What happens when an 1880s cartoonist mixes science and politics to skewer his political enemies?
In the fall we showed an 1887 alchemically themed cartoon lampooning the Republican Party as “Unsuccessful Alchemists.” In the spirit of those buzzwords “fair” and “balanced,” we present in this issue an 1882 election-year roast of the Democratic Party as doled out by the Daily Graphic and shown in the image above, “Very Poor Material for the New Party.”
The 1880s was a golden age for political caricature, and artists occasionally culled their visual metaphors from that era’s scientific landscape. This political alchemist is a slick newspaperman with mutton chops, toiling in his laboratory to create the spirit of a “civil service reform party.” A note hanging from his back pocket tells us he works for Harper’s Weekly. During the 1860s and into the 1870s Harper’s had supported the Republican Party, the party that won the Civil War and sought to establish racial justice in the South. Yet by the 1880s, with the scandal-burdened James G. Blaine leading the Republicans, Harper’s became more open to the idea of Democrats as possible reformers.
Science History Institute/Bert Hansen
But in the caustic view of the Daily Graphic’s unknown artist, Harper’s had only “very poor material for the new party” and was forced to work with faulty and worn-out ingredients to create something noble. The containers depicted bear political labels. They include:
“Tincture of Tammany”: A tincture is an alcohol extract from an organic ingredient. Tammany refers to New York City’s Democratic Party machine, which was led by Boss Tweed until a famous series of Harper’s cartoons by Thomas Nast secured Tweed’s arrest and downfall in 1873.
“Democratic Tongue Oil (whiskey)”: Tung oil, an important industrial chemical extracted from the nut of the tung tree and used to give wood and stone a durable surface, is used to make a pun about politicians talking so much. On the “tongue oil” canister the name is also glossed as “whiskey” to remind viewers of the Democrats’ reputation as booze enthusiasts. In the alchemist’s shadow we see what looks like an empty pocket flask.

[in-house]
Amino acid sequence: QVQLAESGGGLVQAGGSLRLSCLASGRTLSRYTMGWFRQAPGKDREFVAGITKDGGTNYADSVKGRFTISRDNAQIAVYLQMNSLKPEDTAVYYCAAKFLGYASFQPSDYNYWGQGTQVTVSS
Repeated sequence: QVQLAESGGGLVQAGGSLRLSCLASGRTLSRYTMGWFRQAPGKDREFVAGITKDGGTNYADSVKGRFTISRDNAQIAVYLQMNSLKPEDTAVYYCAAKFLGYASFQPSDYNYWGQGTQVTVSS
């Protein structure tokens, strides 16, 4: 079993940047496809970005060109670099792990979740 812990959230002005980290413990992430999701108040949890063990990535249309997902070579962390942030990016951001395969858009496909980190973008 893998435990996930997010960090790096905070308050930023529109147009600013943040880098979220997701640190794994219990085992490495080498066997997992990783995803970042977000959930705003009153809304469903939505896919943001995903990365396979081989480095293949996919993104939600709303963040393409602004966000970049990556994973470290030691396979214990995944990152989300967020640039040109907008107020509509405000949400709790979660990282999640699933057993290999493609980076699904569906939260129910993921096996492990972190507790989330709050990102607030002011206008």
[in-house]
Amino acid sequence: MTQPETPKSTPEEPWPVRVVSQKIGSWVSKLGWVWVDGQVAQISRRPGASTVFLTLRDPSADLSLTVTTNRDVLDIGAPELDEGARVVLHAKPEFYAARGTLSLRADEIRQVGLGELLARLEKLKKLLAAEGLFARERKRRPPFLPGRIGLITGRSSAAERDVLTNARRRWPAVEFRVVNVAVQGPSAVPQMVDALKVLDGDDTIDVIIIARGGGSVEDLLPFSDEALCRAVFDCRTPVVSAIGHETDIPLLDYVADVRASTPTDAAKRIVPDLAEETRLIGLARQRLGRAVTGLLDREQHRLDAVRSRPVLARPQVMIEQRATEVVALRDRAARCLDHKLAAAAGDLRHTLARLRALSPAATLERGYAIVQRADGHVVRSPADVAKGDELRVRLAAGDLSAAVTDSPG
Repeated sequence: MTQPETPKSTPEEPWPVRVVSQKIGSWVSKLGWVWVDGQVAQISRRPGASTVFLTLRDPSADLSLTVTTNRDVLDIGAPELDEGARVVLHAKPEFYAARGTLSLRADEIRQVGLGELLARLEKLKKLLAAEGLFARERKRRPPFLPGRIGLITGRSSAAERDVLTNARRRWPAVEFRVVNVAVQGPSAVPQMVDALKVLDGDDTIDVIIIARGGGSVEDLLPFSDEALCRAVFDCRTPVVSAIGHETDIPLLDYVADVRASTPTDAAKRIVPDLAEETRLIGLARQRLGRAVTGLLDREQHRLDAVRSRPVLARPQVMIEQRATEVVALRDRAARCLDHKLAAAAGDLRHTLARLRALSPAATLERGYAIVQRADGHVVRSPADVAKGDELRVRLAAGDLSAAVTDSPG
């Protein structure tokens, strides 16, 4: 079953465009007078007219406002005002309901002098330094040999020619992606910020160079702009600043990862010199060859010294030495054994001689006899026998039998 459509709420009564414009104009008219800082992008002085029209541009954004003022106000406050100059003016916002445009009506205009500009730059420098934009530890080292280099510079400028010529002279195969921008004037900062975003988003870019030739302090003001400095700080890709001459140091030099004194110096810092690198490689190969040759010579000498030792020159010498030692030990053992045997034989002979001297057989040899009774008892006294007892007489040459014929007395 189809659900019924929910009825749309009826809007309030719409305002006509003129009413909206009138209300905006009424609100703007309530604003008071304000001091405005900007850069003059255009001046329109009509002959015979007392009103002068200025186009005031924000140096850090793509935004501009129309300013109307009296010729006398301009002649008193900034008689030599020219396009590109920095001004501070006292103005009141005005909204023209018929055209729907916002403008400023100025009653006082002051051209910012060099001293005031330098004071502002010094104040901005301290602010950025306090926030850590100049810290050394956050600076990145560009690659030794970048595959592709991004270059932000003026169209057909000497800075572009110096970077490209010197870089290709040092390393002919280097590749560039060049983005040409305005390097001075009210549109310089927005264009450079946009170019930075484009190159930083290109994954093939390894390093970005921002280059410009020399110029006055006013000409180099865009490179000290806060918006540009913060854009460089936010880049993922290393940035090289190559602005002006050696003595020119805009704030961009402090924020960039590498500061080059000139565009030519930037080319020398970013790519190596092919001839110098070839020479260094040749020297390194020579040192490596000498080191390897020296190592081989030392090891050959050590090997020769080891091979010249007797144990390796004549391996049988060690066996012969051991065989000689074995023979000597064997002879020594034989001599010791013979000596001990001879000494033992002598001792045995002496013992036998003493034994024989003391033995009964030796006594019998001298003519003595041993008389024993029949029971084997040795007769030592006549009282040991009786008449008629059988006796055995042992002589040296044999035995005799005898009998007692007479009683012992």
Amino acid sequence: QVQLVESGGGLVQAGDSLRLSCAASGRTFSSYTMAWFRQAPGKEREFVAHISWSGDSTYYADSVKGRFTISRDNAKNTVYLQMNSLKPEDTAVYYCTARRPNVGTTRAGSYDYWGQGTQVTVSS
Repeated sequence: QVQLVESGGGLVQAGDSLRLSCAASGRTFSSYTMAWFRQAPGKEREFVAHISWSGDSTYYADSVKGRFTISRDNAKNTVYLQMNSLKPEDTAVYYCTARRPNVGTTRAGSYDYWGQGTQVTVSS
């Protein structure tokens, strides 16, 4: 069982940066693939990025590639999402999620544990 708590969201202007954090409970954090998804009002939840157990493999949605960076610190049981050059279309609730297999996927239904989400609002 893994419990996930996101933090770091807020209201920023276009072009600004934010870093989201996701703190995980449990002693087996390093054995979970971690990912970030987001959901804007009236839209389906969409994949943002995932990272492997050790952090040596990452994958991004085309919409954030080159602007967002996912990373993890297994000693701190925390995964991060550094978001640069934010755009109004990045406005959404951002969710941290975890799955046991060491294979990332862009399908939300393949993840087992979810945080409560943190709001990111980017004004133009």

“Temperance in Powders”: Powdered remedies advertised in the popular press offered a cure to “drunkards” and inebriates. Temperance associations played a large role in politics at that time, and artists and writers at Harper’s often supported them. (The temperance movement eventually succeeded in establishing Prohibition across the nation in 1919 through the 18th Amendment to the Constitution.)
“Will-Get-An-Office Salve”: The Democratic Party was notorious for using patronage offices to maintain its power.
And finally, “Republican Acid” in the broken bottle on the floor: This suggests that Harper’s Democratic alchemist was unsuccessfully trying to borrow Republican solutions.
Although the cartoon’s main visual focus is on the man and the party spirit, which the cartoonist equates to a hot-air balloon, laboratory items are visible. Look for distillation apparatus, funnels, an alembic, a mortar and pestle, flasks, and the traditional hand bellows to stoke the fire. The apparatus is realistic enough to suggest that readers would identify them with alchemy and its pursuit of the transmutation of base matter into something of high value.
Two mysteries remain. Why is this man winking at us? And why is he wearing only one of his boots, with the empty one visible under the table? Your guesses are invited.